All Faces Go to Heaven, All Heels Go to Hell

A small electrical fire (caused by Jack’s neglect for his household responsibilities two episodes ago) forces Jack, Staci, and little Thomas out of their house for a few days. Too strapped for cash to spring for a hotel, the family crashes at Jack’s mother Carol’s house, where Ace also lives. While saying grace for a family dinner, Thomas asks God to bless his grandad in Heaven. Carol, a devout Methodist, quickly corrects him — Tom “King” Spade is in Hell, burning for eternity for the sin of suicide. This breaks up the meal straightaway, catapulting everyone present into their character stories for the rest of the episode. Thomas can’t sleep, preoccupied with his grandfather’s torment, but Ace consoles him with a reassurance that nobody knows what happens when people die, no matter how much they insist that they do. Ace is still struggling with his own grief and his own beliefs, but he’s at his best here taking care of someone he loves.

Ace brings this energy with him when he goes down to the basement and checks in on Jack, who is banging his head against the wall trying to come up with a fresh promotional idea for the DWL. Their heart-to-heart brings to light the core of their conflict, that for the past year Jack has been trying to act as Ace’s father, not his brother. Finally giving an inch, Jack allows Ace to contribute an idea for a new, more “cinematic” promo style which results in a truly fun convenience store brawl video building up Ace’s forthcoming match with Bobby Pin. It’s the first evidence that Ace might have a creative spark in him after all, but also a rare instance of him truly collaborating with and appreciating other people. Ace really is trying to take Jack’s advice and lock his heel character out of his everyday life, and as a result Ace seems as if he’s embracing his best impulses for a change. All it takes for Ace to stop being an asshole is for him to put forth a little effort.

Meanwhile, Staci continues her journey towards self-actualization and considers finally getting a job to help with the piling expenses at home. The more time she spends with her mother-in-law Carol, the more Staci realizes that her desire to go back to work is about more than money. Carol simmers with rage at all times and will rarely give voice to why. Staci offers her a friendly ear, and gets a piece of the truth — Tom’s control over their life chipped away at her ability to function alone, to take care of herself and to enjoy her own life, and then he left, suddenly and irrevocably. “I find anger to be more useful than grief,” says Carol, who grieves not only for her husband’s life but for her own, which has been over for much longer. She’s proud of having been a full-time mother, but she has also, in her own words, “given her life to her boys.” What’s left for her? Staci decides not to allow Jack’s pride to lead her to the same fate, and takes a part-time job at the grocery store for starters, with plans to go back to school eventually. Jack, a wiser man than his father, relents from his stubborn insistence on being the sole breadwinner and supports her decision.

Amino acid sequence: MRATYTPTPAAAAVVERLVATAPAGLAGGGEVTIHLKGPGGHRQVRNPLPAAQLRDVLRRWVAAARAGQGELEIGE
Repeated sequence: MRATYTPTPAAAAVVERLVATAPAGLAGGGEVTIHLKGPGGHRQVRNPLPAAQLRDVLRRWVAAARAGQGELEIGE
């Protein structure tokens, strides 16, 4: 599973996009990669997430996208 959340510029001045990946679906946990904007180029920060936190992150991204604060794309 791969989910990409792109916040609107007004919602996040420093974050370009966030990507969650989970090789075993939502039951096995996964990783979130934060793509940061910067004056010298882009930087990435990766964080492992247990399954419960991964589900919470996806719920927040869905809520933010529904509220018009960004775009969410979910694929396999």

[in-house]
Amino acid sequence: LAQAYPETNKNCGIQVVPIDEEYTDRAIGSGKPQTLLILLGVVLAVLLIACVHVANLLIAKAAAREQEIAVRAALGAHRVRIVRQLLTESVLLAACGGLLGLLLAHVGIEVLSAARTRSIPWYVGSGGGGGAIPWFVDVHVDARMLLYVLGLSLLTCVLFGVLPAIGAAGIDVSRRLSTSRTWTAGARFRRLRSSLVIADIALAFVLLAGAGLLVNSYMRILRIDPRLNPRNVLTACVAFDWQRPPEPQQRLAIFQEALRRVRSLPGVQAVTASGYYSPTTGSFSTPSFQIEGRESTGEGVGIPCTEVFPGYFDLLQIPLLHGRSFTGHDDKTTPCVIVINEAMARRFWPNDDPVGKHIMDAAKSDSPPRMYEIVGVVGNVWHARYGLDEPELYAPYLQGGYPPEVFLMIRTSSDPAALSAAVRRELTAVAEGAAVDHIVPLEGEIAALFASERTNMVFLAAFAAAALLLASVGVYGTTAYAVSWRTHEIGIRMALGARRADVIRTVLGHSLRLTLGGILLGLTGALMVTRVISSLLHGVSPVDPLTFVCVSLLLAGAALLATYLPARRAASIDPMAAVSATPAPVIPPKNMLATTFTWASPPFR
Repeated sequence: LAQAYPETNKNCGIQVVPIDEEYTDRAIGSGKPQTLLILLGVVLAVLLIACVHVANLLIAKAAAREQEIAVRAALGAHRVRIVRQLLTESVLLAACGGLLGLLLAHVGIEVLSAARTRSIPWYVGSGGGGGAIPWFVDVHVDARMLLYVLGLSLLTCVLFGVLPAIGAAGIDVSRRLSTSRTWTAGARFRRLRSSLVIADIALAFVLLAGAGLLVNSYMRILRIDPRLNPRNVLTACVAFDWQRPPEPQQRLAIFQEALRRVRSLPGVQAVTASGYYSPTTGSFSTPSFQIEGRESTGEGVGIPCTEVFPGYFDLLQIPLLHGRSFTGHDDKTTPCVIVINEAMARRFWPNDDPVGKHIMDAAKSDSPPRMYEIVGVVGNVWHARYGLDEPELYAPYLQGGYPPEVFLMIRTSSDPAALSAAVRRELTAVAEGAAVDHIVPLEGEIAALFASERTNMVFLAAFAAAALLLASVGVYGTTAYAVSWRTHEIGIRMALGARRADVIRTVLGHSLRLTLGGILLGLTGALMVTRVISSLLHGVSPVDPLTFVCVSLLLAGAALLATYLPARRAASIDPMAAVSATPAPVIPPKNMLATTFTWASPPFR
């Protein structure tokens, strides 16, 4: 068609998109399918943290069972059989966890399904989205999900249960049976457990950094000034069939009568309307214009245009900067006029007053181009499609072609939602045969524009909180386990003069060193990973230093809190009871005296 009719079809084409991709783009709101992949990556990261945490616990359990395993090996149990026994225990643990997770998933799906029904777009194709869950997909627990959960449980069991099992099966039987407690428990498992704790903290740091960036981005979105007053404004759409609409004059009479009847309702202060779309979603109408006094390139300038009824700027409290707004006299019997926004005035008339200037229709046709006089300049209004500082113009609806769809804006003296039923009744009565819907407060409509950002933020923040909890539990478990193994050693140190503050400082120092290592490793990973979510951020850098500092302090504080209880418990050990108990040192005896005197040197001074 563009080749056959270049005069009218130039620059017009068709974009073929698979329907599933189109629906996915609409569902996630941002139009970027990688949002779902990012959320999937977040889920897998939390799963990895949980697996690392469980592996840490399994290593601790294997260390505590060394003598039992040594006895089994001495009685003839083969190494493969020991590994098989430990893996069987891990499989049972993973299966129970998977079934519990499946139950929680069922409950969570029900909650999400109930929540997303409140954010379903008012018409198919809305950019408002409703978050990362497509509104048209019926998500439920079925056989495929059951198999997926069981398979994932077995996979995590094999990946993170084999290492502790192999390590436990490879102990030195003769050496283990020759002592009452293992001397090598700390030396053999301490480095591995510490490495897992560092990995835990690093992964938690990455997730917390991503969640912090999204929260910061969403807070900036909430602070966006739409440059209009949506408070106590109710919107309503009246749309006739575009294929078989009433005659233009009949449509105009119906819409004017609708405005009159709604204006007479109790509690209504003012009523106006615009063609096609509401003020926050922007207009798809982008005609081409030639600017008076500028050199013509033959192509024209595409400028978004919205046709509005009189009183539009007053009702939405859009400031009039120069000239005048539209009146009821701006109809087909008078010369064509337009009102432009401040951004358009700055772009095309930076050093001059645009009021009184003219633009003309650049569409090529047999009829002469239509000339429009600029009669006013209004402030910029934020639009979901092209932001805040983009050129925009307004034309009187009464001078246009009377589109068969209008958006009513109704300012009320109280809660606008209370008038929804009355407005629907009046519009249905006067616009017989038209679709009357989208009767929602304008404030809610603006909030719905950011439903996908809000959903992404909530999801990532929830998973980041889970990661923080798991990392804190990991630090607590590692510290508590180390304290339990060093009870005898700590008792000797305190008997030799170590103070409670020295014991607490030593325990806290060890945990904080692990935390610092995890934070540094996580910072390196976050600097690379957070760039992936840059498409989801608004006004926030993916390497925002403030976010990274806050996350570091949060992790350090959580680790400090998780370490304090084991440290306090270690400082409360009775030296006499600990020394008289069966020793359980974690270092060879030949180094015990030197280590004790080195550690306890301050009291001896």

Are We to Believe That His Real Name is “Robert Pin?”

Our “locker room” story this week is between Crystal and DWL’s rookie Bobby Pin, the latter of whom is struggling to develop his wrestling persona. Bobby approaches Crystal for advice on how to craft his gimmick, and the two of them quickly develop a friendship. Bobby is a true himbo — he’s empty-headed, which also makes him free of malice and the casual learned misogyny of his peers. Actor Trey Tucker doesn’t betray any indication that Bobby has a sexual interest in Crystal, he seems to genuinely just look up to her as someone who has a head for wrestling and is fun to hang out with. Realizing what a sweet guy Bobby is in real life leads her to abort his planned rebrand as the nostalgia-driven “Bobby ‘85” in favor of keeping him exactly who he is, a white meat babyface who is easy to root for because his kindness isn’t an act.